Christ commands us to be perfect (Mt_5:48); the Greek is teleios: complete, mature, flawless, morally perfect. This is an impossible standard, clearly, but it’s not surprising: God doesn’t tolerate imperfection, and He shouldn’t. (De 18:13) He requires perfection of us because it’s right for Him to do so (Re 3:2); our lack of ability is irrelevant. (Pr 20:9)
Firstly, don’t complain about God being unfair: fair is giving us all what we deserve – eternal torment in the Lake of Fire. We’re all desperately wicked (Je 17:9), unbelievably sinful, even on our best day. (Is 64:6) There’s no requirement for God to lower the righteous standard simply because we’ve chosen to sin and corrupt our will. Borrowing more than we can ever repay, and gambling it all away, doesn’t mean we owe any less. Admit we’re guilty as charged, helpless: we need mercy. (Lk 18:13)
Secondly, don’t lower the standard (Mt 18:26); aiming for anything less than perfection is willful sin (He 10:26); it’s choosing a life pattern which is insolent, arrogant, disrespectful to God: it’s inexcusable. (vs 27) We must try our best, our very best, to be as perfect as possible (2Pe 1:5-17), as poor as that might be. (Php 3:12)
Thirdly, ground yourself in the unconditional love of God (Ep 3:19): God loves each of us because He made each of us uniquely in His image, with His own hands. (Ps 119:73) Real love isn’t conditioned on behavior (Mt 5:44-45): God loves the righteous and the sinner equivalently.
But don’t think for a minute that God’s love gives us liberty to sin: God hates all who break His laws on purpose. (Ps 5:5) Hate is not the opposite of love, but its twin. Apathy is the opposite of both hate and love, and we won’t find a trace of it in God; He cares about everything intensely. (Lk 12:7)
We must be grounded in the goodness and love of God in order to remain sane before Him while we’re stained in our sin. (He 11:6) Our sin makes Him indignant (Mi 7:9), so while there’s any doubt about our standing before Him, we remain in peril. Yet even in His anger He is good – there isn’t a malicious bone in God’s body.
The only sane response to God’s demand for perfection is to find refuge in Christ through the gospel. The terror of God moves us to seek Him (2Co 5:11), to pursue salvation from our sin until we know we’re safe in Christ, absolutely sure. (1Jn 5:13) We can not afford to stand before God all on our own, and be judged according to our own works.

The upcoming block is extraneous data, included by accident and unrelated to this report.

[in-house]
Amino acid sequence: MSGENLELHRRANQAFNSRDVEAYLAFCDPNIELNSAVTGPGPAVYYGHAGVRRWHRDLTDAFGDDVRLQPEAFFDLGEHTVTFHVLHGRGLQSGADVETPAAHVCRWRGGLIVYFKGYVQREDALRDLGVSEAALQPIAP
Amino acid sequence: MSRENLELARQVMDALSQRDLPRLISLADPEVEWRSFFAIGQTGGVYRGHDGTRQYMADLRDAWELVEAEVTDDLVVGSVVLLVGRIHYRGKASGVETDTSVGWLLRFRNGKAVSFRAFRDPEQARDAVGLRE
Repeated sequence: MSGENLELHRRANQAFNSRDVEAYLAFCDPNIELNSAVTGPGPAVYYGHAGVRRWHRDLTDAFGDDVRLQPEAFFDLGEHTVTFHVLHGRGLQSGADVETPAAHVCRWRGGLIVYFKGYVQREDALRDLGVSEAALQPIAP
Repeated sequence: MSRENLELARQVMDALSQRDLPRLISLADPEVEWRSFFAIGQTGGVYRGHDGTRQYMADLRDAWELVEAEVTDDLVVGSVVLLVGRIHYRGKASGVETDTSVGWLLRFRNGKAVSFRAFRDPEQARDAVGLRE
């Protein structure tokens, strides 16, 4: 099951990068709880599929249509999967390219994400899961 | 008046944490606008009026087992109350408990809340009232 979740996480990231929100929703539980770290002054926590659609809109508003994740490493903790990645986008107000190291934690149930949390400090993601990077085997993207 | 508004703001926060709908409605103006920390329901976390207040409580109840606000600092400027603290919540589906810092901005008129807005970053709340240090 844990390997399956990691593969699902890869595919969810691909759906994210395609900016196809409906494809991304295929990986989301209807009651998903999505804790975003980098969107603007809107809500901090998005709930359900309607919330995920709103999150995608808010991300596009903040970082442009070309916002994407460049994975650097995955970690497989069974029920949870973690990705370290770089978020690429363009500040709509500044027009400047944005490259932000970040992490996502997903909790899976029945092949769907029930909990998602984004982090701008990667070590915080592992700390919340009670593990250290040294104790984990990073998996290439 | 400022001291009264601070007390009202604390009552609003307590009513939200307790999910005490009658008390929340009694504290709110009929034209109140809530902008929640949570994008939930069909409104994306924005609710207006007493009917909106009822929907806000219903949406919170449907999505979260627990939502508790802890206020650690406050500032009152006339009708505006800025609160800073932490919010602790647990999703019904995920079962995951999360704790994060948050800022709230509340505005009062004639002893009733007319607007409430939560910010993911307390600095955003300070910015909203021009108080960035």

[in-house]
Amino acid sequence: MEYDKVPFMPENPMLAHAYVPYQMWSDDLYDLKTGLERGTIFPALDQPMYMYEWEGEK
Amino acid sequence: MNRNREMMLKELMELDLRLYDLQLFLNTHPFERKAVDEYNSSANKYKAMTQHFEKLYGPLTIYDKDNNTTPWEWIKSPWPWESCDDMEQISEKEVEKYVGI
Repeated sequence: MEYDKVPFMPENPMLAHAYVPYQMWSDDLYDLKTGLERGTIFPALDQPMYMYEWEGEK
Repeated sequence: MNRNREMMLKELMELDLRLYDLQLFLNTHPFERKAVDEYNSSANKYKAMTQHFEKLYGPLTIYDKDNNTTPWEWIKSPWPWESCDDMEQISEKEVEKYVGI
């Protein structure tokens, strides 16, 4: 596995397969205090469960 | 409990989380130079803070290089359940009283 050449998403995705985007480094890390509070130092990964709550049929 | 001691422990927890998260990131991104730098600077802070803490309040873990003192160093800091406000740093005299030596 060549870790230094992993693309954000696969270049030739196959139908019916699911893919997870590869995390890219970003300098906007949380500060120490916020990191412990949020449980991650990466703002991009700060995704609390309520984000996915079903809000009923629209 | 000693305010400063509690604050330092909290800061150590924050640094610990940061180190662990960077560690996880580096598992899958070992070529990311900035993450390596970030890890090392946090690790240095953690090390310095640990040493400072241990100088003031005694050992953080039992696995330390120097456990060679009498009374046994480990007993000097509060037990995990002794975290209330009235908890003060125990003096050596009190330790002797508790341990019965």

Strive to enter the kingdom (Lk 13:24), and labor to entered into His rest (He 4:11); diligently make your election sure. (2Pe 1:10) Work this out, your own salvation from both the penalty and power of sin in your life, with fear and trembling. (Php 2:12) If Christ Himself isn’t our own personal advocate, dying in our place for us, giving us His perfect righteousness (1Jn 2:1) and working righteousness in us (Ep 2:10), we don’t stand a chance.
In the safety of eternal rest, pursue perfection, not to be saved, but because this is right, aligned with your new nature to love and obey God. And as you pursue God, don’t let anyone deceive you by defining good and evil for you, telling you what holiness looks like – go back to God’s law for yourself and check every requirement against it. One of Satan’s devices is to impose such unhealthy, burdensome regulations on us that we either rebel or become hateful, proud and judgmental. (Mt 23:4) Religion invariably gets this wrong, both adding to the Word and taking away from it. (De 4:2) Don’t take anyone else’s word for it (Ac 17:11); search out the truth for yourself. (Ps 119:99)
Finally, and this is key, don’t focus overly much on yourself, on your own behavior and how you’re failing; stop trying in your own strength to be perfect. We grow in holiness through the enabling power of the Holy Spirit as we behold Jesus Christ. (2Co 3:18) Behold Him and rejoice in Him. (Php 4:4) Faith gives us access to grace, the power to live for God. (Ro 5:2)
Behold Christ through His Law, Torah, (Ps 119:18), which shows us where we need cleansing. (Ps 119:9) Grow in holiness by asking for help to obey (vs 10), hiding His Word in your heart so you won’t sin against Him. (vs 11)
As we receive with meekness the engrafted Word, beholding Him in it, the lies we believe, which keep us in bondage, are exposed and corrected through God’s gift of repentance. (2Ti 2:25-26) This is how Christ transforms us and delivers us from sin. (Ja 1:21) He Himself is the Word, giving us His life (Ps 119:50) through the scriptures (Jn 6:63), enabling us to live uprightly.
Don’t dwell on your own sin, focusing on it constantly; there’s a specific season for this, in which we’re to afflict ourselves. (Ja 4:9) As a rule, meditate on Christ through His word (Php 4:8); He will point out things that are amiss, where we’re off the mark, imperfect (He 4:12), as He is pleased to work in us.
As He does reveal sin to you, immediately confess and agree with Him, asking Him to quicken and enable you to obey Him (Ps 119:35), and to reveal specific scriptures which shed light on the darkness and lies. (Ps 119:130) Meditate on these texts until they become part of you, prayerfully quoting them whenever you feel tempted in that sin. (Mt 4:4) This is how we fight the good fight of faith (1Ti 6:12), abiding in Him, so we won’t be ashamed before Him when He comes. (1Jn 2:28)